Mastering Mozzarella…a mission of making that milky-creamy-mild-marvelous cheese!

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What started out, as a curiosity became a mission. I didn’t want to become a serious cheese maker, as such, but I did want to make some simple delicious cheeses for my family and friends. Now, as with ricotta, I cannot imagine purchasing the stuff! In less than an hour, I can make 7-10 balls of Mozzarella like a pro…

With making my own Mozzarella at home, I know what is and what isn’t in my cheese. I don’t have to rely on a label to seek out the ingredients and check as to how much sodium is added. I don’t add salt to mine by choice. There are times when I use my Mozz to go into something savory, but there are times, it might also go into a fruit and cheese Quesadilla where I wouldn’t want the saltiness.

Mozzarella cheese is incredibly versatile – its creamy mild flavor has much to do with its versatility. And, it melts! Mozz can be eaten on its own, put into dishes like casseroles or Mac and Cheese, used as a salad ingredient, or added as a layer in a big beautiful Lasagna. The options for this simple cheese are endless.

If you can possibly get raw milk for making this cheese, get it. If not, make sure to use milk that is not ultra-pasteurized. Kalona brand is readily available at Whole Foods stores and at some local groceries.
I find my yield is always larger when I have raw milk to use. Batches will vary with or without the milk being raw – sometimes the yield just varies with little explanation.

In my recipe for making this simple cheese, it requires you to have a good thermometer for accurate temps (a probe thermometer if possible) and a microwave oven. Using a microwave (which I use for little else) is how I have always made my Mozzarella, and I stick with what works! Once your Mozz is done, you can then make Ricotta out of the Whey. Do check out my Blog on Ricotta as well for directions!

Have a cheesy good time….

Heating up the milk to make mozzarella

Heating up the milk to make mozzarella

Letting the Mozzarella curds relax before straining

Letting the Mozzarella curds relax before straining

Mozzarella curds draining in jelly bags

Mozzarella curds draining in jelly bags

These are the finished balls of Mozz to encourage you!

These are the finished balls of Mozz to encourage you!

Homemade Mozz processed for using in Lasagna

Homemade Mozz processed for using in Lasagna

RMJ’s 30-Minute or So, Homemade Mozzarella
Yield: about 2 pounds of mozzarella (this will vary)

Ingredients:
1 cup distilled water
 + 3 teaspoons citric acid

1/2 cup distilled water + 1/2 teaspoon liquid rennet
2 gallons milk (I use cow’s milk), whole or 2%, not ultra-pasteurized
(raw if possible)

Directions:
In 1 cup of distilled water, stir in the citric acid until dissolved.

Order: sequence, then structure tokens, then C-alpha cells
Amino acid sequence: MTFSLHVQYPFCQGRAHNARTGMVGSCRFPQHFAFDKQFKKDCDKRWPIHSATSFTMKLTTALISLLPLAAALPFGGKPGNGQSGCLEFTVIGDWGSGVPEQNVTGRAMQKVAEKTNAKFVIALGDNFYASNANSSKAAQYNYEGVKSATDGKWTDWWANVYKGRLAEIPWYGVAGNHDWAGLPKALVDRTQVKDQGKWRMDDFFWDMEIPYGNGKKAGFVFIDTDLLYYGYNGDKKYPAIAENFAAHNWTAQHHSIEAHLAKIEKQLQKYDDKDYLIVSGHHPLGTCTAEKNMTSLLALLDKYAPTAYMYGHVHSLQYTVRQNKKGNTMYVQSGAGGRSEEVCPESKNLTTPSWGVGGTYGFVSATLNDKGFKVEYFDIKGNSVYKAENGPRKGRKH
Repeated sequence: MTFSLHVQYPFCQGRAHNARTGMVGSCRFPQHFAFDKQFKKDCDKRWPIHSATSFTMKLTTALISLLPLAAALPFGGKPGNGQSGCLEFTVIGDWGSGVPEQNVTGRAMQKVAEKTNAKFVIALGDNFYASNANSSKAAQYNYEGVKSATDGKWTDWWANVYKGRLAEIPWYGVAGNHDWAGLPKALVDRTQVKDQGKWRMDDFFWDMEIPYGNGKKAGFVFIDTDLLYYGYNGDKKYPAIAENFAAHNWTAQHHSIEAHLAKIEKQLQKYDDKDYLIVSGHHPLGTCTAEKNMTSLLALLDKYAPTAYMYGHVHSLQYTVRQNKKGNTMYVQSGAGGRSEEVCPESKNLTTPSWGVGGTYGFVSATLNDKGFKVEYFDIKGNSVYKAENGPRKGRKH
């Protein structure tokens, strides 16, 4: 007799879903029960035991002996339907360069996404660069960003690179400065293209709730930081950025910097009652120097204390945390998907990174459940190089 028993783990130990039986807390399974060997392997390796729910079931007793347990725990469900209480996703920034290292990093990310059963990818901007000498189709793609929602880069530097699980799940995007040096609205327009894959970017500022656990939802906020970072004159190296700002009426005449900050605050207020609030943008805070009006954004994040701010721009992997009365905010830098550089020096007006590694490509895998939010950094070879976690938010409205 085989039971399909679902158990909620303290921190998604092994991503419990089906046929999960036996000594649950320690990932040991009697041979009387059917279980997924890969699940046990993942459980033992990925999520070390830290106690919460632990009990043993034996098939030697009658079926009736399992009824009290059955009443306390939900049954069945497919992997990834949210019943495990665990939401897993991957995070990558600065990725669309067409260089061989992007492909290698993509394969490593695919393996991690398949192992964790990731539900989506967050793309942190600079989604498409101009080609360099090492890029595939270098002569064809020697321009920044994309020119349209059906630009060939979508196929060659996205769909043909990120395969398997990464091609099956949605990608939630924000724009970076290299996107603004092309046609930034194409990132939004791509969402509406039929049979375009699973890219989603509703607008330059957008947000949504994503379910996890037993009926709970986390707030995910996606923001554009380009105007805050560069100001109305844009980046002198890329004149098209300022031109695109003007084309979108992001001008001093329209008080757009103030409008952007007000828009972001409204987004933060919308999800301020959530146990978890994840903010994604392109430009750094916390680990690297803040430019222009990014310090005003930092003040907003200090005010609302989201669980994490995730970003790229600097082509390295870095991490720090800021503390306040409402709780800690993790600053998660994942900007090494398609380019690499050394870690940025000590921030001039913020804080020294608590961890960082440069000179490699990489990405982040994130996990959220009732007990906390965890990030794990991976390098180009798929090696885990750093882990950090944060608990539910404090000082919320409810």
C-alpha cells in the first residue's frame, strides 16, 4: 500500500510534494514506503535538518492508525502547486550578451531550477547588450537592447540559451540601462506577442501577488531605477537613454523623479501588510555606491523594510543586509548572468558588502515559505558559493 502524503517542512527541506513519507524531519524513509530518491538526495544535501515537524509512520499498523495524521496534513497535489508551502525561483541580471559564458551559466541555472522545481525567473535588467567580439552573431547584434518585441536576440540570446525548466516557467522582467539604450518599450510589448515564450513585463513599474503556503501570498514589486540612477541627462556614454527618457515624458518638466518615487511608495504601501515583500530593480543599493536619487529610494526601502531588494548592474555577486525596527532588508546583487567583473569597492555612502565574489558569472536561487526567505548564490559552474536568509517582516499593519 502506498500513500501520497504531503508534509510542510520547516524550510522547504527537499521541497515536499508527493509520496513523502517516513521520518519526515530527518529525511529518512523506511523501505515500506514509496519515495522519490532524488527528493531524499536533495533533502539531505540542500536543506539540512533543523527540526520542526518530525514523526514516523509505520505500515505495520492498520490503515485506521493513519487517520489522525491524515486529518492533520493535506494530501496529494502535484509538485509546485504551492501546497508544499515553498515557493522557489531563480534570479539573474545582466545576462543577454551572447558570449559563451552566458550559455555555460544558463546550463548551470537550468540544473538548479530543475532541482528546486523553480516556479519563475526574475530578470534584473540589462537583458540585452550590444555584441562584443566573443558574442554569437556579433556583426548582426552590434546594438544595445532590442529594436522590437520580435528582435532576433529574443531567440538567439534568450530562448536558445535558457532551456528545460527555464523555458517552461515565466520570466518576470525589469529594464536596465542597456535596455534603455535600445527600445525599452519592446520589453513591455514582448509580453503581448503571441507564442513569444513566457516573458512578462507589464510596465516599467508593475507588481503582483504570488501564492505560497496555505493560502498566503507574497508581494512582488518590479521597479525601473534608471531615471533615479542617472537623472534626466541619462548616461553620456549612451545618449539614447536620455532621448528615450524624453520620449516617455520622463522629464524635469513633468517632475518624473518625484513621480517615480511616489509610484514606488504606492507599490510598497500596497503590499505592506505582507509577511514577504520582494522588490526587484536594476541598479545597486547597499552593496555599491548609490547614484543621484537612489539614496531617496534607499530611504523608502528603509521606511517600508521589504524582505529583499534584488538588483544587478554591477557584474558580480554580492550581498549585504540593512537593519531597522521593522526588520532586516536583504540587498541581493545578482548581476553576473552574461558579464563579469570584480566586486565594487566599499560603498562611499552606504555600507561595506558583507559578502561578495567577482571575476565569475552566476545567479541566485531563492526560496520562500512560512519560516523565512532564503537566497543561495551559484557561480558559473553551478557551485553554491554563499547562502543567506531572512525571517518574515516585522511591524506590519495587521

In a separate cup, add 1/2 cup of distilled water, stir in the rennet until dissolved.
Pour the milk into a non-reactive pot (either stainless or enamel over cast iron). Turn heat to medium; stir in the citric acid solution at 55°F.

Continue to heat the milk to 88-90°F, stirring up and down gently. Turn off heat source and gently stir in the rennet solution (count to 30). Stop stirring, cover the pot, and let it sit undisturbed for about 10 minutes.

The milk should have set, and it should look and feel like silken tofu or very thick yogurt. If not, re-cover the pot and let it sit for another five minutes. Once the milk has set, cut it into curds – make several parallel cuts vertically through the curds and then parallel cuts horizontally, making it look like a checkerboard pattern. Make sure your long knife or large offset icing spatula reaches all the way to the bottom of the pan to cut through the curds.

Place the pot back on the stove over medium heat and warm the curds to 103-105°F. Stir slowly as the curds warm, but try not to break them up too much. The curds will continue to separate from the yellow whey.

Remove the pan from the heat and continue stirring gently for another 3-5 minutes. Ladle the curds into a microwave-safe bowl (I use glass) with the slotted spoon or mesh skimming tool.
Microwave the curds for one minute. Drain off the whey. Put on your rubber gloves, (if you choose to wear them) and knead the curds over on themselves a few times and remove any additional whey (placing any remaining whey back in the pot).

Microwave the curds for another 30 seconds, and then continue with stretching the curds. If not pulling like taffy, continue microwaving in 30-second increments (I usually only do it twice). Remember, the curds should pull like taffy!

If you want to add salt, now is the time to do it. Sprinkle the salt over the cheese and incorporate it into the taffy-like mixture. Stretch and fold the curds repeatedly in a kneading fashion (do not to over-work the cheese).

Your cheese will become thick and glossy. Shape your Mozz, making the size balls you prefer and drop into a bowl of ice water. Unless you want to eat it warm!! If not, place in ice water as instructed and let cheese remain until it cools. Place the balls on paper toweling and let dry momentarily.
The finished Mozzarella can be used immediately warm or kept refrigerated for up to a week. Wrap your cooled Mozz in plastic wrap and tie with ends of plastic. It can be frozen once chilled in the freezer using a freezer bag or a vacuum sealer bag.

Making Mozzarella leaves you with lots of whey. If not making Ricotta from the whey, you can use the whey in place of water in bread making, baked goods recipes, fermenting projects, give your dogs a treat, or add to smoothies, soups or stews.

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